Two Democrats may seek open Senate seat

  • James Murphy John W. Hession—Copyright 2010 John W....

  • Beatriz Pastor

Valley News Staff Writer
Published: 5/6/2020 9:23:36 PM
Modified: 5/6/2020 9:23:27 PM

HANOVER — At least two Hanover-area Democrats are expressing interest in the open state Senate seat in the heart of the Upper Valley, setting up a likely primary for the reliably Democratic district that extends from Lyme to Charlestown.

Beatriz Pastor, a Lyme Democrat and Dartmouth College professor, and Dr. Jim Murphy, a retired orthopedic surgeon, both said Wednesday they are likely to run for the seat, which has been held for the past two terms by state Sen. Martha Hennessey, D-Hanover. Hennessey said earlier this week she wasn’t going to seek a third term.

“I’m definitely running,” Pastor, a former state representative, said in a phone interview, noting that she had served on the House Science, Technology and Energy Committee during her six years in the House and was concerned about issues such as energy and transportation, especially as they relate to the global climate.

“Those are the two areas I’m most interested in because they have a direct impact on whatever we are able and willing to do to address climate change,” she said.

A professor of Spanish and comparative literature at Dartmouth, Pastor, 71, was active on such issues as clean energy districts and oversight of the proposed Northern Pass hydropower project before she left the House in 2014 after three terms.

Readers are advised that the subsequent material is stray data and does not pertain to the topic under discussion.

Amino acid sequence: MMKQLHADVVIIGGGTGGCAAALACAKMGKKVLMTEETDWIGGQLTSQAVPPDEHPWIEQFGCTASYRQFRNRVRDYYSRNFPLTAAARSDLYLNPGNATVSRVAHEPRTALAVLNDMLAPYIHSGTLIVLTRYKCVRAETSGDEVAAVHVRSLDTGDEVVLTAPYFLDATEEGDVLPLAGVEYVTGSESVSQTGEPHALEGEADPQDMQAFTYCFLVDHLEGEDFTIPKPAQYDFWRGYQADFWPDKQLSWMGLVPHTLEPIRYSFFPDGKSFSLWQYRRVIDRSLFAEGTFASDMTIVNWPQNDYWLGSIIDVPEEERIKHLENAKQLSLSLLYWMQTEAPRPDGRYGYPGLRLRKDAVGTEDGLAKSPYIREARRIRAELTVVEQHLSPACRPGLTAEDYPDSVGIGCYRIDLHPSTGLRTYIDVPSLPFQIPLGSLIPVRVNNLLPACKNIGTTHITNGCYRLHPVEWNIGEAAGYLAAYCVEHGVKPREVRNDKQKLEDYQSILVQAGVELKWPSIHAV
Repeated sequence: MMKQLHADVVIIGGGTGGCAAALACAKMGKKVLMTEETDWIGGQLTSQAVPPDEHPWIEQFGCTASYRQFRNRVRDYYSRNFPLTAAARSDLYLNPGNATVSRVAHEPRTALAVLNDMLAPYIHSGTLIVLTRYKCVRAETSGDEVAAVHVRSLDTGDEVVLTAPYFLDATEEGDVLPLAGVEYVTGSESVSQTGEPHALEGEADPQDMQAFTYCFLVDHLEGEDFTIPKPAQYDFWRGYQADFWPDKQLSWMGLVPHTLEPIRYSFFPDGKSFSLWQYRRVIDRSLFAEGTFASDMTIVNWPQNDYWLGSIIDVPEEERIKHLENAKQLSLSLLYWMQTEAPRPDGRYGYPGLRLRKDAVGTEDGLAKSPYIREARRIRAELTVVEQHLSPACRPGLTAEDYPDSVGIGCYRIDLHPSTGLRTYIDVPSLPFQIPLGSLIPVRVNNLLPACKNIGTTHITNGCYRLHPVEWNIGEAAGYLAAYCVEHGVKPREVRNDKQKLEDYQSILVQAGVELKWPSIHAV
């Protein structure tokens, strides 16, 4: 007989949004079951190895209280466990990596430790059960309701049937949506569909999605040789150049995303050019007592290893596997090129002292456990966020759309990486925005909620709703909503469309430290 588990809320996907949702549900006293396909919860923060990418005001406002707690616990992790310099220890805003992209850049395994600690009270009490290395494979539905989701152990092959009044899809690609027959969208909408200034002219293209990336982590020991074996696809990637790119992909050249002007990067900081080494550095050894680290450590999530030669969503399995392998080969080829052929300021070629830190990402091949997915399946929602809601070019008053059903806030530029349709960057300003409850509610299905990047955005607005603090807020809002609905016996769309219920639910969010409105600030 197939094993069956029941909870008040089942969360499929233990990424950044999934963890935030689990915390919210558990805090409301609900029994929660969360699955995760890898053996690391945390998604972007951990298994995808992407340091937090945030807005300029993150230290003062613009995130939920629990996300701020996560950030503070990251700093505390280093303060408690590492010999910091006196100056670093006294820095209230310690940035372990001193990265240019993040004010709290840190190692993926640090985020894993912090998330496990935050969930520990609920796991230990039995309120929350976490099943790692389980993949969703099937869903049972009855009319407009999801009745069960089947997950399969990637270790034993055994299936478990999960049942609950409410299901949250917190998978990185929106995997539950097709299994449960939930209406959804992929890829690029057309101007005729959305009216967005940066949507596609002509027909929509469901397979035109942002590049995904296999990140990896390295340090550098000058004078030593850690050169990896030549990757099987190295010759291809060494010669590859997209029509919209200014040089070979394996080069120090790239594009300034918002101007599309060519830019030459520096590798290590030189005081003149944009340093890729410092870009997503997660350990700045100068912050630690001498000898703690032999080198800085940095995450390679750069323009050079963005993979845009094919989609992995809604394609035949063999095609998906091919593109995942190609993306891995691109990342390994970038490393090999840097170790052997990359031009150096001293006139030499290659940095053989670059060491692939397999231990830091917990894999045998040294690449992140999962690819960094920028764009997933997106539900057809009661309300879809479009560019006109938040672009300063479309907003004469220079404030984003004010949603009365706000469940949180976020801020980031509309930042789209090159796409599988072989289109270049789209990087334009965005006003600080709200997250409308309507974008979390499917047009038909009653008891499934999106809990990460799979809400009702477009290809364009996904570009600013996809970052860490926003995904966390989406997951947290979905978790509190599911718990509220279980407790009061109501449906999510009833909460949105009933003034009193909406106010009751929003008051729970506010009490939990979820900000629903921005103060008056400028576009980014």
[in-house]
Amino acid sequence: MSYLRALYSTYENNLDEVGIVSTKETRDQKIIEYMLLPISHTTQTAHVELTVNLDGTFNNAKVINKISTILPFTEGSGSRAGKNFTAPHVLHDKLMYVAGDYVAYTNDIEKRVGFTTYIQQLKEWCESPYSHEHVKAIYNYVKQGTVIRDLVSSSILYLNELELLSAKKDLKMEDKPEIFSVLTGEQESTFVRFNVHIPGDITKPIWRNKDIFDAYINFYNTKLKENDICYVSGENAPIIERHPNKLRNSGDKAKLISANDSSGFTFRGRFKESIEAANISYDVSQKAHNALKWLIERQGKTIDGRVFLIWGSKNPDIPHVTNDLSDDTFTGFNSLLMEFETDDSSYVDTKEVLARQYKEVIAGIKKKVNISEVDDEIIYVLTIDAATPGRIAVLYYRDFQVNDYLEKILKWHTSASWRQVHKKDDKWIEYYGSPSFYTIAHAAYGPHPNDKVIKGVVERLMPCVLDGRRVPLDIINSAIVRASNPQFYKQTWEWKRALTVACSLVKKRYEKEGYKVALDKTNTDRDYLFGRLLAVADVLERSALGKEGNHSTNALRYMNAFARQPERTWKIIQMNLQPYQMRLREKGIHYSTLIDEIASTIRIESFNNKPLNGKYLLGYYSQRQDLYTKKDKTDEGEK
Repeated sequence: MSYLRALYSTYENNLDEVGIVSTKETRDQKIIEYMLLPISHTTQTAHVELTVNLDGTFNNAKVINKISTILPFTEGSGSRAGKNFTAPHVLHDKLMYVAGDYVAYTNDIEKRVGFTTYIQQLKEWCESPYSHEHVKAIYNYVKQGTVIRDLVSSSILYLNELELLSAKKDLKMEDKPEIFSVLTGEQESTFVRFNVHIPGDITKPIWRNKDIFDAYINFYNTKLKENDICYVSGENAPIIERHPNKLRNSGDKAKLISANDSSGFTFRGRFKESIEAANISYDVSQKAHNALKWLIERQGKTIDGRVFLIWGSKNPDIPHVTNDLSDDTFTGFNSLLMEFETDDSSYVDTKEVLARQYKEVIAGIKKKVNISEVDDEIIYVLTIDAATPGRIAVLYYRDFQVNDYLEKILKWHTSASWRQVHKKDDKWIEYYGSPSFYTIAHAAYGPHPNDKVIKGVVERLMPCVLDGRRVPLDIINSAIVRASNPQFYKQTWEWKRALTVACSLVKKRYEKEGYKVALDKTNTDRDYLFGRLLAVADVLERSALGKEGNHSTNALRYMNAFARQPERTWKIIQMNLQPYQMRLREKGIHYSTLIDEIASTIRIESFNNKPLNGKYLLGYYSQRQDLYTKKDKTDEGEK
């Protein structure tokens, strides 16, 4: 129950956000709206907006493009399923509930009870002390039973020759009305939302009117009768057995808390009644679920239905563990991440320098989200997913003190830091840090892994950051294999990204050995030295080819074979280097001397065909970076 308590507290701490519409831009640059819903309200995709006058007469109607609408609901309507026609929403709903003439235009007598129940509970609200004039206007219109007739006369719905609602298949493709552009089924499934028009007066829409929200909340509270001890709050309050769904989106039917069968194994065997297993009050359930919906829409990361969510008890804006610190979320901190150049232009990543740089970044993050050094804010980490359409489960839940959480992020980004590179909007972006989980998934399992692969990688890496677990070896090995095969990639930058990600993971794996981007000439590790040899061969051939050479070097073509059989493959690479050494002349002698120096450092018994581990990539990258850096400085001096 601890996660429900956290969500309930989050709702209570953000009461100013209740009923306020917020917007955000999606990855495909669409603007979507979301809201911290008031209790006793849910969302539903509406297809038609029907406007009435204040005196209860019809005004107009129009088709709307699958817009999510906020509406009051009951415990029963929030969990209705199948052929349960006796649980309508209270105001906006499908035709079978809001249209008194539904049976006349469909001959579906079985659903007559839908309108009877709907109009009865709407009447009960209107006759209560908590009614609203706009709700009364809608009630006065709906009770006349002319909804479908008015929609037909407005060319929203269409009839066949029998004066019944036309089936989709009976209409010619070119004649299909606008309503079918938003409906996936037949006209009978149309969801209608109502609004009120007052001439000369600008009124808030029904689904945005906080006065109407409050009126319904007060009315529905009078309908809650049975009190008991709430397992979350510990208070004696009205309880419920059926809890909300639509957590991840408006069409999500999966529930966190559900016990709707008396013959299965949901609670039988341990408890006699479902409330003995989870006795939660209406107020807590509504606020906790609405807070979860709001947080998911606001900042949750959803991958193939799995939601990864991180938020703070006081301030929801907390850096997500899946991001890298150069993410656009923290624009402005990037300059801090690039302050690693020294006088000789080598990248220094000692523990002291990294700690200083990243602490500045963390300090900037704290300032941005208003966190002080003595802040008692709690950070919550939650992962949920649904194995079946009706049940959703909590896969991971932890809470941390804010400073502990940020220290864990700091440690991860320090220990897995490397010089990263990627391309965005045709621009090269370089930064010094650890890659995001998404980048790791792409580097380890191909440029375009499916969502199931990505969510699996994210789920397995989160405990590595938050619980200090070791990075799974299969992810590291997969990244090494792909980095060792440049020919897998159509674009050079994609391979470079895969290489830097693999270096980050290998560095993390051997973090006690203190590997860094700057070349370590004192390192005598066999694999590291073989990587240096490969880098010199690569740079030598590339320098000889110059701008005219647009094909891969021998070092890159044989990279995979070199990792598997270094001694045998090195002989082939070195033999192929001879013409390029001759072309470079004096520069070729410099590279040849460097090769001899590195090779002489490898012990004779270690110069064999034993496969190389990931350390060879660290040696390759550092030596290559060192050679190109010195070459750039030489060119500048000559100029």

She said social justice issues and voting rights were also topics she would focus on.

Murphy retired last year after a long career at Dartmouth-Hitchcock Medical Center and New London Hospital, where he served as chief medical officer.

The son of a New England Telephone worker, the 67-year-old Murphy grew up in such New Hampshire cities as Manchester, Concord and Berlin and said he believes a “broad spectrum” of issues including food insecurity, transportation and education has to be addressed.

“The social determinants of health that I have been involved in for many years are about to come under stress,” said Murphy, who serves on the board of the New Hampshire Fiscal Policy Institute.

“I’ve never held elected public office, and I’m not sure I look at that as a deterrent, necessarily,” he said.

Both Pastor and Murphy said they would not rule out supporting an income tax, noting the inequities in New Hampshire’s heavy reliance on property taxes to fund education.

“This is something I would be willing to consider,” Pastor said. “I would not take any pledge not to touch the current tax system.”

And Murphy said, “I strongly feel that we need to consider an incremental sales and/or income tax in the state of New Hampshire.”

Former state Sen. Clifton Below, a Lebanon city councilor who had considered a run if Hennessey were to step down, said this week he is working on municipal and county power issues and won’t seek his old seat.

No Republicans have stepped forward to express an interest in the seat, which has been held by Democrats for more than 20 years.

It’s possible that candidates could emerge from Sullivan County, since the district includes such municipalities as Claremont, Plainfield and Cornish.

The filing window runs June 2-12.

John P. Gregg can be reached at

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